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Friday, July 19, 2024

French cement company pleads guilty to supporting Islamic State in Syria

French cement maker Lafarge pleaded guilty in U.S. court on Tuesday to a charge that it made payments to groups designated as terrorists by the United States, including Islamic State, so the company could keep operating in Syria.

French cement company Lafarge pleaded guilty in a U.S. court Tuesday to making payments to Islamic State and another terror group in order to keep a plant operating in Syria.

It agreed to pay $778 million as part of the plea agreement.

The court heard that between 2013 and 2014, Lafarge paid Islamic State and al Nusra Front, through intermediaries, more than $5 million to help keep one of its plants operational. The payments were made even as ISIS was a kidnapping and killing Westerners.

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“In the midst of a civil war, Lafarge made the unthinkable choice to put money into the hands of ISIS, one of the world’s most barbaric terrorist organizations, so that it could continue selling cement,” U.S. Attorney Breon Peace said in a statement.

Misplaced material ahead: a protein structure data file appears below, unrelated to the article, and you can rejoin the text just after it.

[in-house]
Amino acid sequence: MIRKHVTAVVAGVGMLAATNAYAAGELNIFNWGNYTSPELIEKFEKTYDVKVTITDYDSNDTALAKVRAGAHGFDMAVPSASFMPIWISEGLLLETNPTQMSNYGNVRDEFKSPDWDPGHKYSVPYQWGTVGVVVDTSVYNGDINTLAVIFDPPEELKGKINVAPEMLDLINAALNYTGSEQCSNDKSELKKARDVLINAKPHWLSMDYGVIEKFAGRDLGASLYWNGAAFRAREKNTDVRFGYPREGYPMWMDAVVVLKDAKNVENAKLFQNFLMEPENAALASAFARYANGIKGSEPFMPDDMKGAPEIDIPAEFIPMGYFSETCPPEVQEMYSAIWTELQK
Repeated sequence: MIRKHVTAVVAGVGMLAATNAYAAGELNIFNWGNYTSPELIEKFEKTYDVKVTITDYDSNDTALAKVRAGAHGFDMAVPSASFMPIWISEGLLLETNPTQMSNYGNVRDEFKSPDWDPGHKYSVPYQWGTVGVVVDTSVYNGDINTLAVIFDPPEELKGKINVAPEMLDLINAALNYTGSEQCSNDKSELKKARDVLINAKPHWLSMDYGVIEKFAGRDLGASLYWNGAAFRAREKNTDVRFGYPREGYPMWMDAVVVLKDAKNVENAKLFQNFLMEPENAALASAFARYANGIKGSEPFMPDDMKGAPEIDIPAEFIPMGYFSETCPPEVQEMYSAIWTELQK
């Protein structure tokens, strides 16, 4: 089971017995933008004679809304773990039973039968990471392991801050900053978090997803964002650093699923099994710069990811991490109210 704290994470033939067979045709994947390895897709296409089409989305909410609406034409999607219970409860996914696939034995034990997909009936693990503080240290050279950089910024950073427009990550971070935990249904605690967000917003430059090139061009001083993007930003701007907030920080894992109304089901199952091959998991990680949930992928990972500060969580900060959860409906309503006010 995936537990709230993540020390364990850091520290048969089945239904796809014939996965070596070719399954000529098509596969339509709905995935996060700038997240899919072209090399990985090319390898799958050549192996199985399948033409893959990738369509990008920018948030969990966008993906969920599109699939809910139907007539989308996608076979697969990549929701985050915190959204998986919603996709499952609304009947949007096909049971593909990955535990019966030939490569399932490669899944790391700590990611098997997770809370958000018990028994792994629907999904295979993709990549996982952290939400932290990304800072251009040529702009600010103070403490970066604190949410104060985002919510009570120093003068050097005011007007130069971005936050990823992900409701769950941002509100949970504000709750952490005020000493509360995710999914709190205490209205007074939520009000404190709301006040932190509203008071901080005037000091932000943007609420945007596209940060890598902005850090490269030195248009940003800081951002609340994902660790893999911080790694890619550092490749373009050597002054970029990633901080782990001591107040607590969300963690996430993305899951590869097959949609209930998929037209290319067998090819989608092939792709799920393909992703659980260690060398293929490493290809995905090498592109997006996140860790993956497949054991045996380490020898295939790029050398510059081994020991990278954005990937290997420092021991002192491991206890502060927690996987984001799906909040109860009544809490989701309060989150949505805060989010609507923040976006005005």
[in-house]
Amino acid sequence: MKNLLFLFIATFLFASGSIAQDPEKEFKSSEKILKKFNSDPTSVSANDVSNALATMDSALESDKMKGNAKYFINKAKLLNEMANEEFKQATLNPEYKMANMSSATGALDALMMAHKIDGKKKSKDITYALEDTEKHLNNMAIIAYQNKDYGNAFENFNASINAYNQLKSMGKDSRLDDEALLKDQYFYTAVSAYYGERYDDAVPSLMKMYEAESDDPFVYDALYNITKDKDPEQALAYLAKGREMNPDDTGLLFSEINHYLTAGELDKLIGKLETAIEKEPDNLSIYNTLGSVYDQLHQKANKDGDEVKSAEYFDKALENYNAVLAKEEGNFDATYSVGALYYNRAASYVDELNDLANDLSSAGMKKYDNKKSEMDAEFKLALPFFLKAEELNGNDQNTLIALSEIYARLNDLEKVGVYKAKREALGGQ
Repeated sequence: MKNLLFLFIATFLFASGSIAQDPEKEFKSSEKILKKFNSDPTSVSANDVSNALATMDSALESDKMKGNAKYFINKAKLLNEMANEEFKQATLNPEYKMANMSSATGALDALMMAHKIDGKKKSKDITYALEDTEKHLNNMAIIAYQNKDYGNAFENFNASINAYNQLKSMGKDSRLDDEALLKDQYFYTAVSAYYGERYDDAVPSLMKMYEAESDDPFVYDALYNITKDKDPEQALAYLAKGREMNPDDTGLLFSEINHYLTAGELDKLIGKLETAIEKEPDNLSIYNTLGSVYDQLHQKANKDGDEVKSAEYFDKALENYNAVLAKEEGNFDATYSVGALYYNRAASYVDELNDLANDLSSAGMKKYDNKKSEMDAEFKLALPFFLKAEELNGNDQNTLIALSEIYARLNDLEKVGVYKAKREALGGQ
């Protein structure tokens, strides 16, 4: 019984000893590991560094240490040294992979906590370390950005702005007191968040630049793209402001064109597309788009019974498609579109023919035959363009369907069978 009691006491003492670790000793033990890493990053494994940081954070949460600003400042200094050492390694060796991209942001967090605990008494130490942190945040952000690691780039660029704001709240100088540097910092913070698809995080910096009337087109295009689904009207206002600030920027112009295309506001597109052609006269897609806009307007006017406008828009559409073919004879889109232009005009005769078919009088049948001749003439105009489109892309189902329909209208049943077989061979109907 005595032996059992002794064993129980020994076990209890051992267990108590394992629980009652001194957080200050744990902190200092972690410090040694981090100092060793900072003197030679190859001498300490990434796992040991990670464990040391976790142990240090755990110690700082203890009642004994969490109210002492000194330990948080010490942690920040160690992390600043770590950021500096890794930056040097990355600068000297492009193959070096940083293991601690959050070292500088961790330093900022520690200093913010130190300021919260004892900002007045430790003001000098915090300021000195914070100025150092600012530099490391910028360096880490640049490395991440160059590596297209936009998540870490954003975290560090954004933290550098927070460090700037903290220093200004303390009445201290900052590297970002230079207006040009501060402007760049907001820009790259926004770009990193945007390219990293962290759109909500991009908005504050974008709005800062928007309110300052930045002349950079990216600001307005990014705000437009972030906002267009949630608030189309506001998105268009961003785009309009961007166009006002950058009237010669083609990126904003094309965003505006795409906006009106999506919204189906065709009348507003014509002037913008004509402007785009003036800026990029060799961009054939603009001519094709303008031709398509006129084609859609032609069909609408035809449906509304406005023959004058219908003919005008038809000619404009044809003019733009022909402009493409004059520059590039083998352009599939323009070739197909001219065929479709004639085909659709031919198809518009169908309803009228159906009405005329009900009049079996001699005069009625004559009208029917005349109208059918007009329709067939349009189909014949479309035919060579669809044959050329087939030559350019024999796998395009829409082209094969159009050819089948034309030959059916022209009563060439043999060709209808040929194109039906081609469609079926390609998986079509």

“Never before has a corporation been charged with providing material support and resources to foreign terrorist organizations,” he added.

In a statement, the company said that “Lafarge SA and LCS [Lafarge Cement Syria] have accepted responsibility for the actions of the individual executives involved, whose behavior was in flagrant violation of Lafarge’s Code of Conduct.”

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While no individuals have been charged in the case, authorities stressed that their investigation is ongoing.

Lafarge — which was purchased by the Swiss company Holcim in 2015 — is also facing charges of complicity in crimes against humanity in Paris for keeping a factory open in Syria after conflict broke out in 2011. Lafarge said in a statement that it “continues to cooperate fully with the French authorities.”

From approximately May 2010 to September 2014, Lafarge, through LCS, operated a cement plant in the Jalabiyeh region of Northern Syria (the “Jalabiyeh Cement Plant”) that Lafarge had constructed at a cost of approximately $680 million.

After the start of the Syrian Civil War in 2011, Lafarge and LCS negotiated agreements to pay armed factions in the Civil War to protect LCS employees, to ensure continued operation of the Jalabiyeh Cement Plant, and to obtain an economic advantage over their competitors in the Syrian cement market.